who provided me with valuable data and information, and helped me to carry out
questionnaire survey in several power plants. I am also deeply indebted to my best
friend, Lijun Huang, who has been a great helpful and encouragement, and provided
me great assistance to complete interviews with different companies. I would also like
to express my appreciation to all the managers who agreed to be interviewed. Sincere
thanks to my friend, Songmei Dong, for her valuable suggestions and hours of
commenting on the draft.
Finally, I owe great thanks to my beloved parents for unconditional support and
encouragement to purse my ideals and interests, even when the pursuits went beyond
boundaries of language and country.
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Table of Contents
1 Introduction ................................................................................................................. 1
1.1 Aim and research questions ................................................................................. 2
1.2 Scope and delimitations ....................................................................................... 2
2 Methods....................................................................................................................... 5
2.1 Research process and methodology ..................................................................... 5
2.2 Research design ................................................................................................... 6
3 Coal combustion products........................................................................................... 9
3.1 Composition of CCPs .......................................................................................... 9
3.2 Properties of fly ash ........................................................................................... 11
3.3 Properties of bottom ash/ boiler slag ................................................................. 13
3.4 Properties of FGD materials .............................................................................. 14
4 CCPs utilization ........................................................................................................ 17
4.1 Worldwide utilization of CCPs .......................................................................... 17
4.2 CCPs utilization in China................................................................................... 19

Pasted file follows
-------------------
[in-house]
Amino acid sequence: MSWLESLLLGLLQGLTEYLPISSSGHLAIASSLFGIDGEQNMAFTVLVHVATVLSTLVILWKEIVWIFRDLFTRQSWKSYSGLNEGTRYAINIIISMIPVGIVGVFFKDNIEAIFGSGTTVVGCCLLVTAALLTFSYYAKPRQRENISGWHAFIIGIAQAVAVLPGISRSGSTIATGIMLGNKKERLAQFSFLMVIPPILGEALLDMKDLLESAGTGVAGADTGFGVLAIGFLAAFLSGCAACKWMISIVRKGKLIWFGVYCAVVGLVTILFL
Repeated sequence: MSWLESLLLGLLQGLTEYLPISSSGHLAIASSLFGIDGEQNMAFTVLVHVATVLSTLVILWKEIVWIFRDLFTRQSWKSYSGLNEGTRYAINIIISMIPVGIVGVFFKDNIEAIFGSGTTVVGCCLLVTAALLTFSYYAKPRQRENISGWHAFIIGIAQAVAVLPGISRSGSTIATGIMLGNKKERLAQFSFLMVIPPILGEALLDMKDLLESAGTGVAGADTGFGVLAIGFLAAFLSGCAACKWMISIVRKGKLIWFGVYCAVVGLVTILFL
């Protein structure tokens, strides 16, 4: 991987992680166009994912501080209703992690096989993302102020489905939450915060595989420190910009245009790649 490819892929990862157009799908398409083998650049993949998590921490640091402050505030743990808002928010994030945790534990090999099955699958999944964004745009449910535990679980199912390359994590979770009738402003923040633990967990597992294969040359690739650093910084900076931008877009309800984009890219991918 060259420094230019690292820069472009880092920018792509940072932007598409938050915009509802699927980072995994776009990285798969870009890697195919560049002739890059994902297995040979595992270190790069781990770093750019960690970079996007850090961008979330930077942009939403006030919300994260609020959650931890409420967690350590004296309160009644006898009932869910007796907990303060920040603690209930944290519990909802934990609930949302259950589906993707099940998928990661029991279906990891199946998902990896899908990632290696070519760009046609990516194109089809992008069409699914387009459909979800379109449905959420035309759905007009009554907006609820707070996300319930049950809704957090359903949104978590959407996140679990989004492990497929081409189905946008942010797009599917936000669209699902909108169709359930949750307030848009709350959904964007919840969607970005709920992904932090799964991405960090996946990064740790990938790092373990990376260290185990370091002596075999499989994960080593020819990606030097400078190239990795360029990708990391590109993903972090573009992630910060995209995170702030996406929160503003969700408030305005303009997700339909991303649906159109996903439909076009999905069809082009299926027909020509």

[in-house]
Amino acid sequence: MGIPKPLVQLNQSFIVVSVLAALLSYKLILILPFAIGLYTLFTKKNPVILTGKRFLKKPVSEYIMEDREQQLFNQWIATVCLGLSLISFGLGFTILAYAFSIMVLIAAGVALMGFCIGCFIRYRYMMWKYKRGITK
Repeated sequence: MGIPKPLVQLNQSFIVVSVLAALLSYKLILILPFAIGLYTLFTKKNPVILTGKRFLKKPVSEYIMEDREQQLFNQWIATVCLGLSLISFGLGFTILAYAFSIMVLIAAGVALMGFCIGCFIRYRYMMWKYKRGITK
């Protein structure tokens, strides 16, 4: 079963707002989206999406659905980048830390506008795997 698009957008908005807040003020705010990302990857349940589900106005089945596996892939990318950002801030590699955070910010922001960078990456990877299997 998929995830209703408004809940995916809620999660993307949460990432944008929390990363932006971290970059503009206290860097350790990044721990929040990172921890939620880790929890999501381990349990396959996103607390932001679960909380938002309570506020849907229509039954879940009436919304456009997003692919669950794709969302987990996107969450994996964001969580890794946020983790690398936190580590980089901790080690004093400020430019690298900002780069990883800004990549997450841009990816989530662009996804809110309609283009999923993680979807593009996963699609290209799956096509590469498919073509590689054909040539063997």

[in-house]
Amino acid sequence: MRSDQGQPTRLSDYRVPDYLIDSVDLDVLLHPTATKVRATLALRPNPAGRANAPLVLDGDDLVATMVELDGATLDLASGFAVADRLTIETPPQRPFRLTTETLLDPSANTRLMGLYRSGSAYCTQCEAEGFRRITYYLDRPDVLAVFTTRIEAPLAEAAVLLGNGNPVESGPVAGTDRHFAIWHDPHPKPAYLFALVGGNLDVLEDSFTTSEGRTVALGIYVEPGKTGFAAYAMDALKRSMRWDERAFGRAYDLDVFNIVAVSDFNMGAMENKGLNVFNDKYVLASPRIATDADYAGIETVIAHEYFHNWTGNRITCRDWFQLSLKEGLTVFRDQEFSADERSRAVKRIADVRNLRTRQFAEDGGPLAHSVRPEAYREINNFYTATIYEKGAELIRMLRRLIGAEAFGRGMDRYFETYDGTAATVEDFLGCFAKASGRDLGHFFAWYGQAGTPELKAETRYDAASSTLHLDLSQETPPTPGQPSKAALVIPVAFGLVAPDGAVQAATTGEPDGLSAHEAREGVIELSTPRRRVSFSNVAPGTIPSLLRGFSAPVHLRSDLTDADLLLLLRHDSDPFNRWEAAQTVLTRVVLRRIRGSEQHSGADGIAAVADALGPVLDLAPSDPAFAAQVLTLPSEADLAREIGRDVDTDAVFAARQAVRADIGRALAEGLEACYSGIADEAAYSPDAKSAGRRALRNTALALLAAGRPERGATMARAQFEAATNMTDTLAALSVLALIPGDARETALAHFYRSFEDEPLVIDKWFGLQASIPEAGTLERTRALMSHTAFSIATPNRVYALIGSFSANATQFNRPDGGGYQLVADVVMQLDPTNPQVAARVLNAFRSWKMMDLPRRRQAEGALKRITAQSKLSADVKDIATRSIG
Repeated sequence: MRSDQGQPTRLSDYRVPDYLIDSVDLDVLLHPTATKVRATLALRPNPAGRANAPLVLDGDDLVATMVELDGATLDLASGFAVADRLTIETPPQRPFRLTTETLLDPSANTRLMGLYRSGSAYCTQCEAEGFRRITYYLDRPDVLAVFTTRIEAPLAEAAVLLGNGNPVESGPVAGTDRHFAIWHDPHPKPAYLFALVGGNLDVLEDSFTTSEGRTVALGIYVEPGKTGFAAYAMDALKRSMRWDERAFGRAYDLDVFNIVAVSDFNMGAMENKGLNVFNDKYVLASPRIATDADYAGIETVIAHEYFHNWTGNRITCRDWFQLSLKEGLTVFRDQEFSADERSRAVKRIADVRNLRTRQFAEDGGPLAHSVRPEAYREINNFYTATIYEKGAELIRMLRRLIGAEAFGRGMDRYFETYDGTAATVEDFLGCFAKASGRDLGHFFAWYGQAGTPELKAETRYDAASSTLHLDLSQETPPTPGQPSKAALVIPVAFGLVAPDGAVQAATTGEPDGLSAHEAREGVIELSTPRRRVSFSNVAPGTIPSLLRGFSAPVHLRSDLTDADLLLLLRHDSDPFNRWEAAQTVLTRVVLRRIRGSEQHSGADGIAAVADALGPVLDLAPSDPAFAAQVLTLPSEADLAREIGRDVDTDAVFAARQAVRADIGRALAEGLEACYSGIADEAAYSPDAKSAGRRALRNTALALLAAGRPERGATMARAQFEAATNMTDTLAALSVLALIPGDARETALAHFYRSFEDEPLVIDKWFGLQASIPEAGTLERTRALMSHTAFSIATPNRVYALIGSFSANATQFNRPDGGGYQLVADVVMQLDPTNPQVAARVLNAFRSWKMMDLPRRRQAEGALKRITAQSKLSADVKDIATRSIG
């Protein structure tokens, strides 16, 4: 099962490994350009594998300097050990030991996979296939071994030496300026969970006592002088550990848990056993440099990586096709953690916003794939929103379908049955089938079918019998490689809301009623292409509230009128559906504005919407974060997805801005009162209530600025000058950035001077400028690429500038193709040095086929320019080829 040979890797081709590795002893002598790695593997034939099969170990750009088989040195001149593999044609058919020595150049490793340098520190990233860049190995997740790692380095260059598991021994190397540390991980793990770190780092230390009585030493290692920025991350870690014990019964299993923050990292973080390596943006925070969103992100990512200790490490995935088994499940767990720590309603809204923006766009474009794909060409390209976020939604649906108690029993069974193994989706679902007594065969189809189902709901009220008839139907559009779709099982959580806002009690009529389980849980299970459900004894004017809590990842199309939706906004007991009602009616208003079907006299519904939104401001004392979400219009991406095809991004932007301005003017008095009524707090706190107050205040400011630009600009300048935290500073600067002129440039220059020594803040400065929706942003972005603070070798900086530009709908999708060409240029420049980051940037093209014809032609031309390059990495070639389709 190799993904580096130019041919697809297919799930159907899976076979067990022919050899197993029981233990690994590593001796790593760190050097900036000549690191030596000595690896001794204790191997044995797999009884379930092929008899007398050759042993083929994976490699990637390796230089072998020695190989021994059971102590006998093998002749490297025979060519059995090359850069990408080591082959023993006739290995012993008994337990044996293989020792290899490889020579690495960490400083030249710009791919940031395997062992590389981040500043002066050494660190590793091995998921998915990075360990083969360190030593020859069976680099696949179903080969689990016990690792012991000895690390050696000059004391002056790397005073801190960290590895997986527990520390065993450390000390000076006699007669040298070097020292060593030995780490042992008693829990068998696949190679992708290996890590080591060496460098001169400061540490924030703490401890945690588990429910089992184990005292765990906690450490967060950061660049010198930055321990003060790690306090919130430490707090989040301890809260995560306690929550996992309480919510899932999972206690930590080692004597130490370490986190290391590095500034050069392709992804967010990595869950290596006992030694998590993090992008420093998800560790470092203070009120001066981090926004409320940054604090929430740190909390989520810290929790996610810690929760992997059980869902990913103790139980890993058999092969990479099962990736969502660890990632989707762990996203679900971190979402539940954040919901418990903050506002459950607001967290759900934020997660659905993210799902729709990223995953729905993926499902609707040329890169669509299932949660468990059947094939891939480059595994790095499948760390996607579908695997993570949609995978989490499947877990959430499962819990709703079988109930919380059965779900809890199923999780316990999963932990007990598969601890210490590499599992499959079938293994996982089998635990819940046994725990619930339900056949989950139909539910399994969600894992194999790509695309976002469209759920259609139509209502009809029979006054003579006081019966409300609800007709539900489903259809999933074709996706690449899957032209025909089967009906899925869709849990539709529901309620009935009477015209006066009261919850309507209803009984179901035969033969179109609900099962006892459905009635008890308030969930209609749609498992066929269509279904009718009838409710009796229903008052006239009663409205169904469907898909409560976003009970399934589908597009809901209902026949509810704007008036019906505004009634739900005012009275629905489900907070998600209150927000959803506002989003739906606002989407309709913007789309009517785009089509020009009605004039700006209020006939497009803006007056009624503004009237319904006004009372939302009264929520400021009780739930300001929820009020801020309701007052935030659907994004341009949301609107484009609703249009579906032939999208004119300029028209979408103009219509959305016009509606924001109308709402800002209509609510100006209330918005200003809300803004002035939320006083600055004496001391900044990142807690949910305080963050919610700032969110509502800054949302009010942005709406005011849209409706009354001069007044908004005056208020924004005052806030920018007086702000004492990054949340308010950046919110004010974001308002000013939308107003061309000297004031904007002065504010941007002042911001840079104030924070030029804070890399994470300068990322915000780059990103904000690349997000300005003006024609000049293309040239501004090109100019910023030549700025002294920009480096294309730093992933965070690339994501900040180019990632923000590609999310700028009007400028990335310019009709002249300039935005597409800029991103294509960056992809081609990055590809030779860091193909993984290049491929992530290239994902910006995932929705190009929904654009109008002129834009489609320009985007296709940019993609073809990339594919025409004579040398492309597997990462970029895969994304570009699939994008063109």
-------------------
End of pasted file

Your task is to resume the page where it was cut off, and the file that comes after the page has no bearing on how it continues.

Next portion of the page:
4.3 CCPs use applications ........................................................................................ 22
5 Driving forces for the use of CCPs ........................................................................... 27
5.1 Environmental incentives................................................................................... 28
5.2 Economic incentives .......................................................................................... 29
5.3 Legislations ........................................................................................................ 30
6 Barriers to the increased use of CCPs in China ........................................................ 33
6.1 Technical barriers ............................................................................................... 35
6.2 Economic barriers .............................................................................................. 38
6.3 Marketing barriers .............................................................................................. 39
6.4 Regulatory barriers............................................................................................. 40
6.5 Public perception and attitude barriers .............................................................. 41
7 Discussion ................................................................................................................. 43
7.1 CCPs Eco-Industry Park .................................................................................... 44
7.2 Recommendations for industry initiatives ......................................................... 46
7.3 Recommendations for government initiatives ................................................... 47